The Big Sick is absolutely bursting with heart. As a lover of standup and a particular fan of Kumail and Emily, I fully expected to love this movie. I just hadn’t anticipated /why/ I’d love it. In heavier hands, the story might have written itself: love beset by tragedy, humor as a bulwark against hopelessness, light at the end of the blah blah blah credits. It would have tugged heartstrings, and it would have been earned. But The Big Sick foregoes tugging for a more precise operation, revealing tiny layers of truth behind the bleeding-heart drama. Truths about growing up and finding your voice; about the burden of family and religion and culture, and the delicate maneuver of “breaking free” without severing or diminishing their weight. About how guarded passivity strains our relationships, and uncompromising honesty becomes its own higher brand of love — messy, hurtful, and wholly undivided. Avoid spoilers if you want; this isn’t, ultimately, about a meet-cute or coma. Those are handled beautifully, but there’s a deeper healing (and awakening) at play.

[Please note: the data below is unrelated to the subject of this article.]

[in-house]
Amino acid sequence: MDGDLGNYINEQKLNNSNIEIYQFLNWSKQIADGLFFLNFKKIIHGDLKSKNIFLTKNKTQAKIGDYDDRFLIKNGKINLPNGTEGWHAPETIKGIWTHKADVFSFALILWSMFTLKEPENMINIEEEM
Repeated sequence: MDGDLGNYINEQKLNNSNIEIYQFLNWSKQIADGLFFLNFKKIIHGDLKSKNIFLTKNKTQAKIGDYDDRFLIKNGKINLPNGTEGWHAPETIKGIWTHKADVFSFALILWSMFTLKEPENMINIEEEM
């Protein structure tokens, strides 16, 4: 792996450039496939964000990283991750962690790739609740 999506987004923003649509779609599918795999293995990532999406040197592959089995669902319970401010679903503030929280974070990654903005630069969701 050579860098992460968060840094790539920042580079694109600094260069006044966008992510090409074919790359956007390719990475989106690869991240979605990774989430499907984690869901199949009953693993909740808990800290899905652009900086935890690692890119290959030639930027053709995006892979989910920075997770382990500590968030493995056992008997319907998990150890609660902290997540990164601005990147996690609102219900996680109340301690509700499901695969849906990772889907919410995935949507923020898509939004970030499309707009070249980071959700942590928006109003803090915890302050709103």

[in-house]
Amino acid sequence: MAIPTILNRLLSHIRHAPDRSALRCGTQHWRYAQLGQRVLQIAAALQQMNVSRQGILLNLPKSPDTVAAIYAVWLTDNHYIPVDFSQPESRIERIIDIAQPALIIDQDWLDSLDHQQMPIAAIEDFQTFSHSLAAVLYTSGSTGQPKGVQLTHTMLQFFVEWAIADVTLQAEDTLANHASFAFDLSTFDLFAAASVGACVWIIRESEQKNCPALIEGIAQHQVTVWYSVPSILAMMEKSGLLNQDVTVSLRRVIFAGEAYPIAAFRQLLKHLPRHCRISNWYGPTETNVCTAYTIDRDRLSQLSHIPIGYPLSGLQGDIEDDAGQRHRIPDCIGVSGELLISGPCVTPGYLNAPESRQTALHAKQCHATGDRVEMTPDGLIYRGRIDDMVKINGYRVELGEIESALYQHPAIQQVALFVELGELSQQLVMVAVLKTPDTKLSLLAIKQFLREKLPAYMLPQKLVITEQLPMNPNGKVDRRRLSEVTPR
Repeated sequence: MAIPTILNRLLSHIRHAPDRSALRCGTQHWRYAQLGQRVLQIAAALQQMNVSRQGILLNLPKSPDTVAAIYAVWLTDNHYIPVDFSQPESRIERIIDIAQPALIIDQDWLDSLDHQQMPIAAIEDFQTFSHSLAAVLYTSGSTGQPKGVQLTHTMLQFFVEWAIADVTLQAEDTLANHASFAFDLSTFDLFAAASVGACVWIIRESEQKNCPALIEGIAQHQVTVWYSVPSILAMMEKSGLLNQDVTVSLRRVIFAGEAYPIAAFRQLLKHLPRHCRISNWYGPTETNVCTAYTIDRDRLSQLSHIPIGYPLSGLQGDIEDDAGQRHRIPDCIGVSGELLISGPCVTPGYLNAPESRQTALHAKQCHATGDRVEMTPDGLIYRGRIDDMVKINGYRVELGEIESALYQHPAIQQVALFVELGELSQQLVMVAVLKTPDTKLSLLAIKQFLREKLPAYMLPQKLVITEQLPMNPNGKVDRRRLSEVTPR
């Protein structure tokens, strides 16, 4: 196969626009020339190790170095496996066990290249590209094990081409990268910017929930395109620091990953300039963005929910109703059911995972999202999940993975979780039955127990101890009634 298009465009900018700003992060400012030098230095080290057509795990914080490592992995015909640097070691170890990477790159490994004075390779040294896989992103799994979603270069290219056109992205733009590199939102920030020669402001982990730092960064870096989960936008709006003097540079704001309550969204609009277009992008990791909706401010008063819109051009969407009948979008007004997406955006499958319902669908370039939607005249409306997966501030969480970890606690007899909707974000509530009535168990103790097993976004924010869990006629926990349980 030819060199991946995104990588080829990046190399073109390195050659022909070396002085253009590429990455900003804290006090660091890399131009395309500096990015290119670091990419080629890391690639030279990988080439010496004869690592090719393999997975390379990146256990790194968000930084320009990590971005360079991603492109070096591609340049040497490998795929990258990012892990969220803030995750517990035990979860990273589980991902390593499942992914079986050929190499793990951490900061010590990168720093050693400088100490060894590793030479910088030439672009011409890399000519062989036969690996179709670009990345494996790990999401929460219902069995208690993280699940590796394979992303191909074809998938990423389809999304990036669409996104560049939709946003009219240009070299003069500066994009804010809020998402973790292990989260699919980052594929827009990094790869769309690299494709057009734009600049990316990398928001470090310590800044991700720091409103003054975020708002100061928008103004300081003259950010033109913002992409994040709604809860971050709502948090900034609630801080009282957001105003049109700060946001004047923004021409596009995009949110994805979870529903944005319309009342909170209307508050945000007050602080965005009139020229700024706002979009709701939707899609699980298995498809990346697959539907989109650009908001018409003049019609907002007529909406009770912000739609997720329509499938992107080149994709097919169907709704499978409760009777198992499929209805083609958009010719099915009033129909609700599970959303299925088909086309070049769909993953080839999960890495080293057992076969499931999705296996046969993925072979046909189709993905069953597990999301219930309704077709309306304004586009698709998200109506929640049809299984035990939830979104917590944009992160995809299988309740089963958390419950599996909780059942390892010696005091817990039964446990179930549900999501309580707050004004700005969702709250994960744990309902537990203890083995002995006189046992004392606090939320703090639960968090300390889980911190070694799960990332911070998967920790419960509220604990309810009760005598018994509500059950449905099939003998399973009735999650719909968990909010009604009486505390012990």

See my review on Letterboxd